Australia vs England: Ashes Spot-Fixing Claims Explored

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The cricket world was horrified to learn that parts of the Third Ashes Test have been targeted by spot-fixers. These shocking claims were first brought forward by The Sun, who had sent out an undercover reporter to work alongside the spot-fixers. The ICC has since announced that they are launching a full investigation into these claims. At the moment England are in the commanding position of 305-4, courtesy of an unbeaten century from Dawid Malan and Jonny Bairstow reaching stumps on 75. This article examines the Ashes spot-fixing claims and looks at how it could have been fixed.
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Ashes Spot-Fixing Claims

Two Indian men claimed to be able to rig precise parts of the Third Test, ranging from the number of runs scored in a specific over to even the total number of runs scored in a session. They claimed that they could get players to read “scripts” which would tell them the exact instructions of what to do and at what times. These two men were also working alongside a man in Australia, who is supposedly working alongside current and former international players. Part of The Sun’s undercover operation involved their reporter attempting to set up a fixed passage of play, which the two men later confirmed would take place, after they spent two weeks arranging it. As well as having the ability to influence this Ashes Test, the two bookmakers also claimed to be able to spot-fix games in major tournaments such as the Big Bash League and the Indian Premier League. It is unclear at this time whether any of the spot-fixers’ attempts have been successful and at the moment there is no evidence to suggest it has been. The ICC full investigation will shed more insight into this. Australian captain Steve Smith has denied any knowledge of such spot-fixing in the Australian camp.
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How does it work?

Spot-fixing requires a large network of players and middle men. Prior to the game, these middle men talk to the players and agree on what they want to rig. During the match, to ensure that the players acknowledge what they have to do, they give a signal to the bookmakers to let them know that the fix is on. This signal can be something as simple to changing a pair of gloves to taking off their helmet and wiping their face. After this, the bookmaker knows the player will be fixing the over and will then bet large sums of money on what they agreed. In this case, part of the reason why it was able to work is that the time difference between India and Australia is only a few hours, allowing for high-frequency betting to take place. Illegal betting is a huge problem in India. The industry is worth around £100 billion a year, according to The Sun.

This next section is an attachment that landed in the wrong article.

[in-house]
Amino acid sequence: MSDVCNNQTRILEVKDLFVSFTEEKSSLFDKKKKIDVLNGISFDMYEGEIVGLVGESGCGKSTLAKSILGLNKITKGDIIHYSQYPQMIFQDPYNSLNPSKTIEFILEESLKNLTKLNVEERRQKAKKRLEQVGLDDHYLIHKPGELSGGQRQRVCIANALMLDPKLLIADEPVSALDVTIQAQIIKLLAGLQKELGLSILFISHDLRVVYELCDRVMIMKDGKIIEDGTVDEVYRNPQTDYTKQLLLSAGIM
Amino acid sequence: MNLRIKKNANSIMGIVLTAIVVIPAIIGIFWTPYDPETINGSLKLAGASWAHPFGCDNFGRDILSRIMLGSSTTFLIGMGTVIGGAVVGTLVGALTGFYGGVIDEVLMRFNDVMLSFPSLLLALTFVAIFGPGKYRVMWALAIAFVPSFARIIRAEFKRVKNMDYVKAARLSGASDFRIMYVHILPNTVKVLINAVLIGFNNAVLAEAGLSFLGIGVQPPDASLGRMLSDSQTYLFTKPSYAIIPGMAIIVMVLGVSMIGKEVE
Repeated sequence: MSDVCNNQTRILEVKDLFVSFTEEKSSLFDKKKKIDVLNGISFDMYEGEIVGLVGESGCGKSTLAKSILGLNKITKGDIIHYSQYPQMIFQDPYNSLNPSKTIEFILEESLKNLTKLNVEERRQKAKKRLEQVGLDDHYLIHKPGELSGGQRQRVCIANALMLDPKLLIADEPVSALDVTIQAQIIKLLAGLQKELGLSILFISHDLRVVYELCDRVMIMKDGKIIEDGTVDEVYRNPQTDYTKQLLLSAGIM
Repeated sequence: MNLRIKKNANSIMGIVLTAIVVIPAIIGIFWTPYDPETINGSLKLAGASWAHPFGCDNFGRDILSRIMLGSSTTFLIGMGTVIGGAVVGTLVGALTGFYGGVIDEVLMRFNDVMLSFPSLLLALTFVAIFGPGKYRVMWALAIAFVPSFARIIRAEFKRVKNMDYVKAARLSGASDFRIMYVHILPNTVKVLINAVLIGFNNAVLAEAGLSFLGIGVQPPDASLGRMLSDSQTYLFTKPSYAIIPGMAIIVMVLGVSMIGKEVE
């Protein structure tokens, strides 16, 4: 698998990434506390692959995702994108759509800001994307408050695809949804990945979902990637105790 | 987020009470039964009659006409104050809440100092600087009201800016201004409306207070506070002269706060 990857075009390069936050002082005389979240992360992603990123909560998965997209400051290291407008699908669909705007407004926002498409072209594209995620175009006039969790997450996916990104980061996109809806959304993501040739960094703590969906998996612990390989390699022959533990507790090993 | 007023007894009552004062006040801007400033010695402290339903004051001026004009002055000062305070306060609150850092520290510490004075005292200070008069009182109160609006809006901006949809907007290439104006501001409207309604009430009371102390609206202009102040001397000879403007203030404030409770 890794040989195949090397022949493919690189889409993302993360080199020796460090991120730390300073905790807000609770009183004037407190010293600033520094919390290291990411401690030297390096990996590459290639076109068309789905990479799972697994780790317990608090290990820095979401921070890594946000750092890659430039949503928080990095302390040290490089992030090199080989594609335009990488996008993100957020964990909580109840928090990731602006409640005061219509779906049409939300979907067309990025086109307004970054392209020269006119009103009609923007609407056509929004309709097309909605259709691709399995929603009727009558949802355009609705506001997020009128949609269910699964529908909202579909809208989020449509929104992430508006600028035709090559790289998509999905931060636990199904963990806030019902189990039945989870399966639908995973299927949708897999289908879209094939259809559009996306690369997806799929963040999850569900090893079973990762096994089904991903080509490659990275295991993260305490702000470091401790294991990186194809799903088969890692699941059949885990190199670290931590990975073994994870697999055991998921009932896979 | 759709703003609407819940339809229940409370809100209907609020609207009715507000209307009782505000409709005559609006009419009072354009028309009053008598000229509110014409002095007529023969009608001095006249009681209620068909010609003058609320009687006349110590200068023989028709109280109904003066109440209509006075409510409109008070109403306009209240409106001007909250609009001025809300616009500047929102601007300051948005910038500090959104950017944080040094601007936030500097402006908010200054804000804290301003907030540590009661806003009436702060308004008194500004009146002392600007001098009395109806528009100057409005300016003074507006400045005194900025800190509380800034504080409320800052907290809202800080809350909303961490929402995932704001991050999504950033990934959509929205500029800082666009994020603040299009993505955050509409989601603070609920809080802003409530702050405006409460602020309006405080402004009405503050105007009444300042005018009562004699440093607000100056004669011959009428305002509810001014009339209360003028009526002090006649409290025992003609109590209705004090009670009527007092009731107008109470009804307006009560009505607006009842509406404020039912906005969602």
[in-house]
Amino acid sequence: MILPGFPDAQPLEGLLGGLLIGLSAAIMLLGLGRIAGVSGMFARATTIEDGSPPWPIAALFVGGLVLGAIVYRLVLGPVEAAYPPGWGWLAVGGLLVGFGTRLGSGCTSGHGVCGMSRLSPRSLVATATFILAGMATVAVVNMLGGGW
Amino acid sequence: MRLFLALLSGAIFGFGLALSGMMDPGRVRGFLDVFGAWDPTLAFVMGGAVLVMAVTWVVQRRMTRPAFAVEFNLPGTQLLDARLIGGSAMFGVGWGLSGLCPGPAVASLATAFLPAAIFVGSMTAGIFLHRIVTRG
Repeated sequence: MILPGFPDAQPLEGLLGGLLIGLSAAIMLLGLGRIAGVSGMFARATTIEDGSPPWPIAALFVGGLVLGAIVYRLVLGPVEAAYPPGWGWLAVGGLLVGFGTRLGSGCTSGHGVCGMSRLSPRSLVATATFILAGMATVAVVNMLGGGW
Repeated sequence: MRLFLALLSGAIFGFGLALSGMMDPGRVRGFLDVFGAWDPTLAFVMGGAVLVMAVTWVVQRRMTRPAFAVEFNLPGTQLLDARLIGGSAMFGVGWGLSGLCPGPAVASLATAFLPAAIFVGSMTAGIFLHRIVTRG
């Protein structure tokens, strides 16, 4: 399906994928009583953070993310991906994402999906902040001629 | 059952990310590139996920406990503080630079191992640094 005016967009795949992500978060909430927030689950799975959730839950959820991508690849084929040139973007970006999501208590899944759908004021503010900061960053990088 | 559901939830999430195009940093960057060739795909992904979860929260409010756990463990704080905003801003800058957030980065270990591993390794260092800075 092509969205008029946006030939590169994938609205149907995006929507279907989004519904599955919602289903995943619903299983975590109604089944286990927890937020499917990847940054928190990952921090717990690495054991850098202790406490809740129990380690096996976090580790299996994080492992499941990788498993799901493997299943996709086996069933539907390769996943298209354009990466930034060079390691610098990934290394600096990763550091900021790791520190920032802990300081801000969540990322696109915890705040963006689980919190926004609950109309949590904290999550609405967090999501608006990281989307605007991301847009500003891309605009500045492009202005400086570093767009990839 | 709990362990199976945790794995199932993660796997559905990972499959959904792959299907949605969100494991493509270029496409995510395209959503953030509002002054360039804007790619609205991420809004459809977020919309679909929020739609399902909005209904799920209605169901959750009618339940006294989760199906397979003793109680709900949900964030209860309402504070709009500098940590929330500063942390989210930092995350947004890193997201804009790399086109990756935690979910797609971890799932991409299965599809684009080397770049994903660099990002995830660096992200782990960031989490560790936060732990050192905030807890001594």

Cricket’s Tainted Past

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This is not the first time that spot-fixing has influenced cricket. In 2010 three Pakistan players were found guilty of bowling no-balls deliberately. This resulted in bans being imposed on Salman Butt, Mohammad Amir and Mohammad Asif. Amir has since returned to his international career and has excelled for Pakistan. Other spot-fixing claims emerged a few years later in the IPL. Five players were suspended in 2012 after an undercover operation from India TV brought forward allegations of match-fixing. This problem returned a year later to the IPL, as three members of the Rajasthan Royals were arrested on the grounds of spot-fixing. Since then the Chennai Supper Kings and the Rajasthan Royals have been suspended from the IPL due to a conflict of interests in the boards, but they are set to return to the competition this year.

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